A 50-acre campus with 3.9 million square feet of office, manufacturing and athletic space, and a manmade urban lake and are the signature features of planned new global headquarters for Under Armour along the Port Covington waterfront. A total of 10,000 employees are expected to work at the South Baltimore campus once it is built out.
The firm has designed studio space at Pixar and Disney Studios as well as the iconic Apple Store on Fifth Avenue in Manhattan.
Frank Grauman, a principal with the design firm, said the Under Armour project will include environmental, spacial and urban characteristics that detail “Baltimore’s sense of itself” — both past and present.
The plans call for public access to the waterfront in certain areas of the secure corporate campus, a field house with indoor practice fields and a basketball court, a 100,000-square foot manufacturing hub and 2.9 million square feet of office space, some of it in a landmark tower to be built in the first phase by 2018.
The tower will showcase Under Armour’s interlocking UA logo to travelers on Interstate 95 located on the northern rim of the Port Covington site. Three towers as tall as 460 feet could be built, depending on the company's growth, architects told the design panel.
The campus will also include a 7,000-seat stadium on the waterfront where executives from Under Armour say possible local rivalries like the Loyola vs. Calvert Hall Turkey Bowl game and the City College-Baltimore Polytechnic football game could be played each year.
“We see this as transformative for the city and transformative for Under Armour,” said Neil Jurgens, vice president for corporate real estate at Under Armour.
The site of a recently shuttered Wal-Mart store at Port Covington will also be used for the future campus.
Earlier this month, executives from Sagamore Development Co. unveiled plans for a massive redevelopment of 266 acres of Port Covington into a mixed-use project over the next decade. The Under Armour campus is part of that development.
Under Armour currently hoists its corporate flag in a former Procter & Gamble soap factory in Locust Point. There, 1,800 employees work in offices that are landlocked and cannot expand because of existing residential and industrial developments and the nearby national park, Fort McHenry, where the Battle of Baltimore took place in 1814.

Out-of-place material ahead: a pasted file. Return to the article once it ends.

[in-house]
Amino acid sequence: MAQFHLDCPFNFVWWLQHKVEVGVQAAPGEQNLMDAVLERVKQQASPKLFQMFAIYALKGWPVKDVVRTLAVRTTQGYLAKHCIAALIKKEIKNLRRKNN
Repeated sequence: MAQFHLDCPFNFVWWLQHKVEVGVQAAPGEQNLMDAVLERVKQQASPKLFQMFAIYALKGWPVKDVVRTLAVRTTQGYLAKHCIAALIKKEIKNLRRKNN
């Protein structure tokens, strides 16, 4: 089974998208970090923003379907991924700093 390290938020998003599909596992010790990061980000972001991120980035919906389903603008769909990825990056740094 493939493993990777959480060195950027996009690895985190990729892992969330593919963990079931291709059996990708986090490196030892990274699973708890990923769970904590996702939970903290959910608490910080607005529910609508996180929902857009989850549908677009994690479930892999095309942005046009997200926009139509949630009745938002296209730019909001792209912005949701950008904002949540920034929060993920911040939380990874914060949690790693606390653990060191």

The cost of the entire project is expected to be in the billions, Under Armour and Sagamore Development officials have said.
Sagamore Development officials are seeking tax breaks from the city of Baltimore for the entire development and have opened discussions with the Baltimore Development Corp., the city’s quasi-public development arm, over establishing a tax increment financing district at Port Covington.
A TIF designation from the city that will allow Sagamore Development and Under Armour to build infrastructure at the site with proceeds from a private bond sale that is repaid with diverted property tax revenues for decades.
The new corporate headquarters will be “an iconic high-performance global headquarters” that will have sustainable features that include a man-made lake to help cool the buildings that will use less electricity and water than a campus of its size in the past.
Environmental remediation will commence immediately on certain parts of the waterfront and the property.
Overall, Sagamore’s plans for Port Covington include 13 million square feet of office, retail and residential space and 40 acres of public park land.
Plank's Sagamore Spirit whiskey distillery is currently under construction at the site.
Jurgens said the corporate executives and representatives of Sagamore Development plan to aggressively pursue public transportation options with the city to help employees and visitors gain access to the site.
They include an extension of the light rail line in nearby Westport, a circulator bus and water taxi service.